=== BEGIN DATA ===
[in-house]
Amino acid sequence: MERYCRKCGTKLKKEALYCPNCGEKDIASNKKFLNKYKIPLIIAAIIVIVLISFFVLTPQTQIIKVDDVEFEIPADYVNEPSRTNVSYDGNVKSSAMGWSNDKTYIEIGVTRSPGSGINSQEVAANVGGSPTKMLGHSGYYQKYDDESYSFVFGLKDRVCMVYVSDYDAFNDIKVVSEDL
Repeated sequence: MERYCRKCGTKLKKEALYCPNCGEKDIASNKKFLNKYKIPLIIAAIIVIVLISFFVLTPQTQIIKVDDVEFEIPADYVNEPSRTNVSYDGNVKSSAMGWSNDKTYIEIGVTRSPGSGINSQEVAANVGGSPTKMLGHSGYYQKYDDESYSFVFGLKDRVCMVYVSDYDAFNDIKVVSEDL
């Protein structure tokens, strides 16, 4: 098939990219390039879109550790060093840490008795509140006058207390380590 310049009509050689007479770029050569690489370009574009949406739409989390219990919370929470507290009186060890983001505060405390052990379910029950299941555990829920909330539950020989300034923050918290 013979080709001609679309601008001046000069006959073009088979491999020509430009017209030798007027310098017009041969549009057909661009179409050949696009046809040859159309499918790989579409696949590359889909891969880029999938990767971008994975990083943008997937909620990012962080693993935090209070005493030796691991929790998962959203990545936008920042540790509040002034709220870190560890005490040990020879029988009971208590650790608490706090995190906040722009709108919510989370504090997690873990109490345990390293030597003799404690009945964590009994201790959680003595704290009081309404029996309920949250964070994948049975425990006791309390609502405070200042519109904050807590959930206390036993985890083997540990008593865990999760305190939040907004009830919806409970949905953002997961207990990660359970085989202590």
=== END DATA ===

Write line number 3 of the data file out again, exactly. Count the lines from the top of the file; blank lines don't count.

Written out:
Repeated sequence: MERYCRKCGTKLKKEALYCPNCGEKDIASNKKFLNKYKIPLIIAAIIVIVLISFFVLTPQTQIIKVDDVEFEIPADYVNEPSRTNVSYDGNVKSSAMGWSNDKTYIEIGVTRSPGSGINSQEVAANVGGSPTKMLGHSGYYQKYDDESYSFVFGLKDRVCMVYVSDYDAFNDIKVVSEDL